What’s property?

‘Property’ in the context of a marriage or de facto relationship (including same sex marriages and relationships), means more than just houses.

Property is defined broadly and can include assets such as:

  • those in either party’s name (the family home, investment properties, cash in the bank, motor vehicles, contents and personal possessions)
  • superannuation
  • an interest in a business, company or trust
  • assets held jointly with other parties such as family members, business partners.

It is important to know that assets held overseas are also included in the pool as well as assets which have been inherited and other windfalls, regardless of whether they were accumulated before, during and in some cases even after the relationship ended.

Blanchfield Nicholls is ready to guide and advise you on your property settlement questions.

Dividing your assets

It is important to understand that the Family Court does not use a set formula to divide property. Each case is reviewed by a judicial officer and determined on its own facts.

It is therefore impossible to know in advance precisely what orders a judicial officer will make. The decision is made after all the evidence of both parties is heard and the judicial officer decides what is “just and equitable” based on the facts of your particular situation.

The Court considers 4 key areas when dividing a couple’s assets:

  • direct financial contributions (for example: salaries)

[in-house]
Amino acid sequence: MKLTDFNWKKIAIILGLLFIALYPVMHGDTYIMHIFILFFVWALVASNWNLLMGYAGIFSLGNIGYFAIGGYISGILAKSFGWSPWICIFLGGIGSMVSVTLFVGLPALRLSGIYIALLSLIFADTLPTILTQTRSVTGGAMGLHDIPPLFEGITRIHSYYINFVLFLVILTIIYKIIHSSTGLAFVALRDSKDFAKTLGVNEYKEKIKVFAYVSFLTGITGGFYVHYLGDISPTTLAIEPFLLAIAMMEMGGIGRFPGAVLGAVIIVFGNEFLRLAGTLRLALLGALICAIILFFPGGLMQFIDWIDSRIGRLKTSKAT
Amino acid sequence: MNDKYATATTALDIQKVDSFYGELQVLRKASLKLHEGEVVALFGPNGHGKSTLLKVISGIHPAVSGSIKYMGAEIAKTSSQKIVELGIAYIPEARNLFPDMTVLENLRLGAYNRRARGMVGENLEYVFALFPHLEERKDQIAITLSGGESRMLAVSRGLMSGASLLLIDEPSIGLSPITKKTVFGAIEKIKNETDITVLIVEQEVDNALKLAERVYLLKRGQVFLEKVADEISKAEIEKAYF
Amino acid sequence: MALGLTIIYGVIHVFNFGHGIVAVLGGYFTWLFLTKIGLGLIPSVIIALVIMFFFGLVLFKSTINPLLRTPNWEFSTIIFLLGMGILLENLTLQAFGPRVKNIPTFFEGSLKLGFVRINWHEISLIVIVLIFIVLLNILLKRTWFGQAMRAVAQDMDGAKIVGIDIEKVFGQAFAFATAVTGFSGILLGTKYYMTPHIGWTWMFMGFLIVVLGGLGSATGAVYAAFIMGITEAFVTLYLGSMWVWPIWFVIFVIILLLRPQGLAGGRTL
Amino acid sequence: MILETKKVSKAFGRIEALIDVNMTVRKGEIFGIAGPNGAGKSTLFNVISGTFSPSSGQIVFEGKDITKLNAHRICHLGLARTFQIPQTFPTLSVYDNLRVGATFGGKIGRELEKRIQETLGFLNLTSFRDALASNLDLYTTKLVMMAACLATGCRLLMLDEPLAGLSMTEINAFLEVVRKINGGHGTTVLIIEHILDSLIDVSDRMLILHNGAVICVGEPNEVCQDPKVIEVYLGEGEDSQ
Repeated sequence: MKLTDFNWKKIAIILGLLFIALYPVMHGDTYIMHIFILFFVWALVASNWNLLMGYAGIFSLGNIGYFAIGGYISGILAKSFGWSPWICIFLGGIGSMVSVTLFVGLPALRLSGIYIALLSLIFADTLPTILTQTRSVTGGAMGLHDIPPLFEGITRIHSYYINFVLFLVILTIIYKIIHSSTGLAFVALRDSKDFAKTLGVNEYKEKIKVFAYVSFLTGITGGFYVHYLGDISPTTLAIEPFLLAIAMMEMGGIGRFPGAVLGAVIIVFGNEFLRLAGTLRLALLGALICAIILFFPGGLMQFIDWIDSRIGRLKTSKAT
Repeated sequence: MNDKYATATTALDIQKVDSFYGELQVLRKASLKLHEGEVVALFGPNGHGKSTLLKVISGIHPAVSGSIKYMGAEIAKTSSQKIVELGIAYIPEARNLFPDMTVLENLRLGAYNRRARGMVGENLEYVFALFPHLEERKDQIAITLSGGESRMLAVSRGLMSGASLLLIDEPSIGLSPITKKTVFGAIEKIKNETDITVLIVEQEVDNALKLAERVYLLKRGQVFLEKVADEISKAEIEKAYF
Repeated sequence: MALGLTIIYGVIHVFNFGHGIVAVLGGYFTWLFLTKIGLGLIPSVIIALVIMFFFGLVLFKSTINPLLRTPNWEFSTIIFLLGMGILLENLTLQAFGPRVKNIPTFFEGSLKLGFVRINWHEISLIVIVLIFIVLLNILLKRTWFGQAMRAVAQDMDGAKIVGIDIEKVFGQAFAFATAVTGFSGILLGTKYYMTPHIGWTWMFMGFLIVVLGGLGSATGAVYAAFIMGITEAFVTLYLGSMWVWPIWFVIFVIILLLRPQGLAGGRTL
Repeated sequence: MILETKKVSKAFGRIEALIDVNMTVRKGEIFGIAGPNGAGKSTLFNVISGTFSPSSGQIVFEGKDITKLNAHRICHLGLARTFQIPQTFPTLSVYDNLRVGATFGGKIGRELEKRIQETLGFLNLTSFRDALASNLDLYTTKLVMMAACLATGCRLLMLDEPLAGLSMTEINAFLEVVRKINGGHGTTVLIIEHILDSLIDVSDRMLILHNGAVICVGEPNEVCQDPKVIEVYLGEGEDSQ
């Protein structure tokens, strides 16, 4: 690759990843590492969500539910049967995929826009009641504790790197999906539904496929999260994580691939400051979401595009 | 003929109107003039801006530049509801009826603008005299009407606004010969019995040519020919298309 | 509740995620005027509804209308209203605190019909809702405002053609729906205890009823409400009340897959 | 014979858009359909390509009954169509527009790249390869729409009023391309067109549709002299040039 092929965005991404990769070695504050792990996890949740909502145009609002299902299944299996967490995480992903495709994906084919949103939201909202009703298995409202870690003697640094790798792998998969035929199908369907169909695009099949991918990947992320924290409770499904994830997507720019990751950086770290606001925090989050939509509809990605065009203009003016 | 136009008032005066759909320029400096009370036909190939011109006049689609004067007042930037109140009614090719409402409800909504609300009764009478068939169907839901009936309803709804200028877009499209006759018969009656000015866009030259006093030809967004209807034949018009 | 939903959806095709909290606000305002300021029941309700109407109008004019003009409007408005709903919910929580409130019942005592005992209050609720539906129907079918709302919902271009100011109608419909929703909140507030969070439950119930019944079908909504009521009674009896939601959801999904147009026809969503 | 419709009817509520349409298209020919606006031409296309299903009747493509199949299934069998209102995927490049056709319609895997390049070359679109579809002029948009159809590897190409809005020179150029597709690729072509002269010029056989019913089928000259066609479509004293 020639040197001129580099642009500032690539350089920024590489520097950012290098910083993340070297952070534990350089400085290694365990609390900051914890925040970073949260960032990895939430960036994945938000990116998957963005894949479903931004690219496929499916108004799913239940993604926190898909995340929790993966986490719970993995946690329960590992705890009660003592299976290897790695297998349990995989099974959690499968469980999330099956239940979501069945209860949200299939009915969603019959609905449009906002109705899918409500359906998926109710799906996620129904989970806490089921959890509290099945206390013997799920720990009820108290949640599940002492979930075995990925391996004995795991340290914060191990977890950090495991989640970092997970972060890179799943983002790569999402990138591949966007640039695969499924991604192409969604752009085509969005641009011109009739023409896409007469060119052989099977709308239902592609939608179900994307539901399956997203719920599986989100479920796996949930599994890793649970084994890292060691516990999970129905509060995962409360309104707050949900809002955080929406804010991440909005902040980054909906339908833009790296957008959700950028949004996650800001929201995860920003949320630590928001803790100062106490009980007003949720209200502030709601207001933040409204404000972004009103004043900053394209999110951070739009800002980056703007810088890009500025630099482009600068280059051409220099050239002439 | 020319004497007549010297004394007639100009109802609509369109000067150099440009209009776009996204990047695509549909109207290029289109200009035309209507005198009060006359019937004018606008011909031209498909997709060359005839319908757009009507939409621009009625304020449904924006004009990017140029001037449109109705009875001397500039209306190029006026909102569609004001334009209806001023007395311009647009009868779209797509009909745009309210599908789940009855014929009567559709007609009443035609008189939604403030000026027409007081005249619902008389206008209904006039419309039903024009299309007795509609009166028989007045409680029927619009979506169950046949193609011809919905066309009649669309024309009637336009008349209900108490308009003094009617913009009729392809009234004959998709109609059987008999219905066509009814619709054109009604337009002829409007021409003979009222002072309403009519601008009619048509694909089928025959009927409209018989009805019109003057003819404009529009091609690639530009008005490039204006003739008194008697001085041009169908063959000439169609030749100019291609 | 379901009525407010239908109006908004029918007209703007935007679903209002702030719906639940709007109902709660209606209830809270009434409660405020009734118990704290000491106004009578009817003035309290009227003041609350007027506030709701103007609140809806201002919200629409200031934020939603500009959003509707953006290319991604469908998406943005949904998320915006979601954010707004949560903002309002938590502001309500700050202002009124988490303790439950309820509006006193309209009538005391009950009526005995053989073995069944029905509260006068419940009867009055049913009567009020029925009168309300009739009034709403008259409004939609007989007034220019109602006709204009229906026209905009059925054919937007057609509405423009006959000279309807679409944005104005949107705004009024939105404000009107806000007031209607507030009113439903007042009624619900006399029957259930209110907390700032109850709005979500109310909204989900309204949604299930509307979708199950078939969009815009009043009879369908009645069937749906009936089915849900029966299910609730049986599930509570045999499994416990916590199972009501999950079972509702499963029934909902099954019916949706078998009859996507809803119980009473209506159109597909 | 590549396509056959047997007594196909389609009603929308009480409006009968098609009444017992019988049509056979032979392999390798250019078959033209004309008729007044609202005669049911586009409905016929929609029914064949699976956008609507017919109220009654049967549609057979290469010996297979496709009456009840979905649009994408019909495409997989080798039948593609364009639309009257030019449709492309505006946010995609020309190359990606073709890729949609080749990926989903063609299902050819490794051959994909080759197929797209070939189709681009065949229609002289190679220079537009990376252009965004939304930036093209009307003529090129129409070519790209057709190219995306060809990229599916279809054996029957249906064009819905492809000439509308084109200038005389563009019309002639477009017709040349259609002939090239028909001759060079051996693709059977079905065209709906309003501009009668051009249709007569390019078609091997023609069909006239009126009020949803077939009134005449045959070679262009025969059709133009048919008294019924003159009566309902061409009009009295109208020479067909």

• indirect financial contributions (for example: gifts)
  • non-financial contributions (for example: renovating a home)
  • parent and homemaker contributions.

Not all couples intermingle their finances, and in some circumstances no orders for adjustment of property interests are made, although this is rare.

Blanchfield Nicholls is ready to guide and advise you on your division of asset questions. 

Spousal maintenance

Spousal maintenance generally takes the form of financial support paid by one spouse to another (including de facto spouses), often by way of periodic payments, or at times a lump sum.

An Application for spousal maintenance will only be successful if the party seeking maintenance is unable to support themselves adequately and if the party from who maintenance is claimed is reasonably able to provide support after payment of their own reasonable expenses.

Spousal maintenance payments can be negotiated between parties or secured by a Court Order. Following divorce or legal separation limitation periods for maintenance applications apply, so it is crucial you obtain the right spousal maintenance advice early.

Blanchfield Nicholls is ready to guide and advise you on your rights (or obligations) under spousal maintenance. 

Child support

Separated parents have a legal obligation to contribute financially towards their children’s expenses. Child support can take the form of periodic payments, as well as lump sums, and non-periodic payments for private school fees, uniforms, medical costs, orthodontic costs, and health insurance.

Parents can apply for a child support assessment via the Department of Human Services – Child Support, or they can negotiate a different arrangements which can then be formalised through a private child support agreement, which is tailored to an individual family’s needs. Some families have informal arrangements in place for payment of child support.

Blanchfield Nicholls is ready to guide and advise you on your rights (or obligations) under child support.


Get in touch with the team for a confidential discussion regarding your family’s situation.